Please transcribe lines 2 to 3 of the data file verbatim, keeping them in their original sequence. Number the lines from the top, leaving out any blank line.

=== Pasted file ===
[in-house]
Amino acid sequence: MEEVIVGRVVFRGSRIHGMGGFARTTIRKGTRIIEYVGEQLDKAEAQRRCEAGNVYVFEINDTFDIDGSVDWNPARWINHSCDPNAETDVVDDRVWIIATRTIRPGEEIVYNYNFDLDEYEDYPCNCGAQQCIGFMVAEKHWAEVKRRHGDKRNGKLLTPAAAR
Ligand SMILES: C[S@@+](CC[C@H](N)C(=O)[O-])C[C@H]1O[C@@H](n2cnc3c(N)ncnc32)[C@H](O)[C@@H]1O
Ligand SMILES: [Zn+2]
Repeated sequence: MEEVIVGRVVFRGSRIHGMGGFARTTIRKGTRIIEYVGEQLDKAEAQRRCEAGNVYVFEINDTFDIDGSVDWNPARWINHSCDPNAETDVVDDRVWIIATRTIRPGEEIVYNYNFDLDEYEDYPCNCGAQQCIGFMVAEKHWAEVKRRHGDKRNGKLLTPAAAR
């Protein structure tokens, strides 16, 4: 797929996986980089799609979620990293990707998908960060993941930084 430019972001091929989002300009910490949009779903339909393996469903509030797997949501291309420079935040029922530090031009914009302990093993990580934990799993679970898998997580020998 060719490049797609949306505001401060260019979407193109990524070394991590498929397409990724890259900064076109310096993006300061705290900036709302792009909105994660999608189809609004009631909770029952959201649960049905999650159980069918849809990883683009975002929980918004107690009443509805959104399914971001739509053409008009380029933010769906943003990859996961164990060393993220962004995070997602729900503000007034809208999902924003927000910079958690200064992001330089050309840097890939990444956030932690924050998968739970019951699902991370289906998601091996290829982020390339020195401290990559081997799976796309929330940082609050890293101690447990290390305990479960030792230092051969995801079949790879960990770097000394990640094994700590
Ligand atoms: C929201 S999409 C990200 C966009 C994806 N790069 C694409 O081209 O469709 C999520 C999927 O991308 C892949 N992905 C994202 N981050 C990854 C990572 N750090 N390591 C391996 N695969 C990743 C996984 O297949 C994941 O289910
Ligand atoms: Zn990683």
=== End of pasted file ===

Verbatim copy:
Amino acid sequence: MEEVIVGRVVFRGSRIHGMGGFARTTIRKGTRIIEYVGEQLDKAEAQRRCEAGNVYVFEINDTFDIDGSVDWNPARWINHSCDPNAETDVVDDRVWIIATRTIRPGEEIVYNYNFDLDEYEDYPCNCGAQQCIGFMVAEKHWAEVKRRHGDKRNGKLLTPAAAR
Ligand SMILES: C[S@@+](CC[C@H](N)C(=O)[O-])C[C@H]1O[C@@H](n2cnc3c(N)ncnc32)[C@H](O)[C@@H]1O